* Has seen surge in demand for Christmas products
* Customers preparing for smaller gatherings
* Q3 underlying sales up 2.7%
* Issa bros/TDR purchase of Asda expected to close next year (Adds details)
LONDON, Nov 17 (Reuters) - Against the backdrop of the COVID-19 pandemic British shoppers are preparing for Christmas earlier than ever before, supermarket group Asda said on Tuesday.
Asda, Britain’s third largest grocer after Tesco and Sainsbury’s, said it had already seen a surge in demand for Christmas products and “lockdown proof” festive goods.
“We have already seen a marked shift in buying patterns with customers stocking up their freezers and cupboards with festive essentials earlier than ever before,” said CEO Roger Burnley.
He highlighted sales of Christmas puddings up 71% year-on-year, and mince pies up 44%. Sales of Christmas trees were up 83% and festive lights by 57%.
Asda said there was also evidence customers were preparing for smaller Christmas gatherings, given current government restrictions on meeting friends and family. Sales of frozen turkey crowns, which typically serve three to four people, had increased by 230%.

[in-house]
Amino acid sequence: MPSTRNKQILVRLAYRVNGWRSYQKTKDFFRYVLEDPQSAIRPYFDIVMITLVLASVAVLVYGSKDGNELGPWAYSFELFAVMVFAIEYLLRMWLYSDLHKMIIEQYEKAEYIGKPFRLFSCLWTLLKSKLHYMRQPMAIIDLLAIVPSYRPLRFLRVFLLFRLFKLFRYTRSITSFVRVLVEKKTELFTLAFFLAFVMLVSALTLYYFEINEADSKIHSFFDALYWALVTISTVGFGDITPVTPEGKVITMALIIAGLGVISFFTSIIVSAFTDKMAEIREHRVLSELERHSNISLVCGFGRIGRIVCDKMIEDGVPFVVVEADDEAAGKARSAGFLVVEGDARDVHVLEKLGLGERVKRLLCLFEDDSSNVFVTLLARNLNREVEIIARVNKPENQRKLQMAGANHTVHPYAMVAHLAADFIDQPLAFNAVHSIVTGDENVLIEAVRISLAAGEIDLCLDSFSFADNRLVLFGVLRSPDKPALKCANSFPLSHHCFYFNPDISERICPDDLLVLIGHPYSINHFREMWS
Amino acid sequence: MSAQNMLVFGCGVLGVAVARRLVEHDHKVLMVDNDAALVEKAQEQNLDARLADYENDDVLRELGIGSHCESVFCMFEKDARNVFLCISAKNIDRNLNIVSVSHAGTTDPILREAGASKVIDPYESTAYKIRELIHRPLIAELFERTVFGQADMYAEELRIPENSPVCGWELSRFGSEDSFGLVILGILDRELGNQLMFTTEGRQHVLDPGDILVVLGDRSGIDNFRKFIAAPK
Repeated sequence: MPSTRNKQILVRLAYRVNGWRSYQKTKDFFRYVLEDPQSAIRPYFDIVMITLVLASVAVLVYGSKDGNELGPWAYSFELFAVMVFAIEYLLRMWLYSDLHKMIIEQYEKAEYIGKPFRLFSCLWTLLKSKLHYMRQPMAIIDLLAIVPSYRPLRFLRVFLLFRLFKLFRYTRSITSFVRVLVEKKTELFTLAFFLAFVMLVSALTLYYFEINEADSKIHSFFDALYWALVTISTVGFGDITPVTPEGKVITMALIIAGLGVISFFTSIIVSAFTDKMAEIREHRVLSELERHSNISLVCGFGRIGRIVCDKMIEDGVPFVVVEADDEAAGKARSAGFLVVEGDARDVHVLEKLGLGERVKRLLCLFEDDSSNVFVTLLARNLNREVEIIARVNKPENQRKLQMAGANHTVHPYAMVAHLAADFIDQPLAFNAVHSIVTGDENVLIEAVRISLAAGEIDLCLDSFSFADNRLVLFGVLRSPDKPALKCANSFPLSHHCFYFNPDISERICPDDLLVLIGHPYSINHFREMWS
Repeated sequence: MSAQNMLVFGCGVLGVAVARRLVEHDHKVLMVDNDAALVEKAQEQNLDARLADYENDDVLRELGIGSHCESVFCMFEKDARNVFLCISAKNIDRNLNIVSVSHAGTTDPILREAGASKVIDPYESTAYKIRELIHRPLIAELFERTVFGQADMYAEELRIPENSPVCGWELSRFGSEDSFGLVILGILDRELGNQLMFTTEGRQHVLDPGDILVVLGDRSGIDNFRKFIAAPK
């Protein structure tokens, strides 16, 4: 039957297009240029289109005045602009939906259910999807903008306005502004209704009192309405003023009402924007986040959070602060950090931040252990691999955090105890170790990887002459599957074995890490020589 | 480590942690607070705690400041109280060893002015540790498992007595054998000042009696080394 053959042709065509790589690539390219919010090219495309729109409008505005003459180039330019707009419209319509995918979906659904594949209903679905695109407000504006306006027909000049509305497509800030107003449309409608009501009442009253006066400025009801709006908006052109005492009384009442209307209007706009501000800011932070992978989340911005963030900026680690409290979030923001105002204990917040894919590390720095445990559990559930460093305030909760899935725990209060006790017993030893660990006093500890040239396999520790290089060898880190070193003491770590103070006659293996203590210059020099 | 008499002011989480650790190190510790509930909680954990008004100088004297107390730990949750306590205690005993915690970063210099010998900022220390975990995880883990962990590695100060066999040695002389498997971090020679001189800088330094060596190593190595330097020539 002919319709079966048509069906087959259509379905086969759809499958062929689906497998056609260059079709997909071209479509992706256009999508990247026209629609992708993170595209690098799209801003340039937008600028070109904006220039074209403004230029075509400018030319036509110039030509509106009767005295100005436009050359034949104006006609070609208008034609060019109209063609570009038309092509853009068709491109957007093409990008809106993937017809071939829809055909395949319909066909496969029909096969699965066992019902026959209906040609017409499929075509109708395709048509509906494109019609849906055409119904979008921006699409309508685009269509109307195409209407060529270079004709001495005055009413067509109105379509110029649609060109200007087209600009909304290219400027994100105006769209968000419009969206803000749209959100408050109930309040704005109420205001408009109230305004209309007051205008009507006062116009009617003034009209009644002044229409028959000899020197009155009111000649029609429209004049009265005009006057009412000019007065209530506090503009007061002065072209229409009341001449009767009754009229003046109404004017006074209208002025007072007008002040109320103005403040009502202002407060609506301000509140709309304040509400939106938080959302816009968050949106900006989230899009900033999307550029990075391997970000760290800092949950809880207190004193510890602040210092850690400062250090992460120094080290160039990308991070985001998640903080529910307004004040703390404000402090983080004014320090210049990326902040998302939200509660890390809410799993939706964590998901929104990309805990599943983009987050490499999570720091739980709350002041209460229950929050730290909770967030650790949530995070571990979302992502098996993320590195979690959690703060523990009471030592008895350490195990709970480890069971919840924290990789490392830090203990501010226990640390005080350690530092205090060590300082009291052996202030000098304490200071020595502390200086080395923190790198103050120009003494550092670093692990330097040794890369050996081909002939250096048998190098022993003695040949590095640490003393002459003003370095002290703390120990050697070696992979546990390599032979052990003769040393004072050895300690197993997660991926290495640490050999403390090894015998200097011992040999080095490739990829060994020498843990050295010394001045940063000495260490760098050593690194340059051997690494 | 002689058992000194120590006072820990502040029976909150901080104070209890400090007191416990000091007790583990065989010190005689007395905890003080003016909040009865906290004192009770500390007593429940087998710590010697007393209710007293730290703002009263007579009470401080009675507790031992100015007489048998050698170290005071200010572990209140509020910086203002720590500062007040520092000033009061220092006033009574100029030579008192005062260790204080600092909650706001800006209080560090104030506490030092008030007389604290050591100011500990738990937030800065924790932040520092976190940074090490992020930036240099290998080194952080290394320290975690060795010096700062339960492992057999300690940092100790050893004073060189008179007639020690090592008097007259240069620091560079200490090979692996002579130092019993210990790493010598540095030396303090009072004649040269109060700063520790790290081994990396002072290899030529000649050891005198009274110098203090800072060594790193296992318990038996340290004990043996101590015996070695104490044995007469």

Asda is currently owned by U.S. giant Walmart.
However, last month the Issa brothers and private equity group TDR Capital agreed to buy a majority holding in Asda in a deal giving it an enterprise value of $8.8 billion.
The deal, under which Walmart will keep a minority stake, requires regulatory approvals and is expected to close in the first half of 2021.
Asda said like-for-like sales, excluding fuel, rose 2.7% in the third quarter to Sept. 30 - a slowdown from growth of 3.8% in the previous quarter.
Industry data has shown Asda’s growth to be lagging that of Tesco, Sainsbury’s and Morrisons, partly reflecting Asda’s lack of a local convenience store offer - a format that has proved popular with consumers during the crisis.
Asda is, however, performing well online, with sales soaring 72% in the quarter.
It expects rapid growth in online shopping to continue in the Christmas quarter and has increased the capacity of its grocery home shopping service to 765,000 weekly slots.
Asda has also extended its delivery trial with Uber Eats from 50 to 100 stores.
Separately on Tuesday Walmart posted a bigger-than-expected increase in quarterly same-store sales. (Reporting by James Davey; editing by Michael Holden/Stephen Addison/Jane Merriman)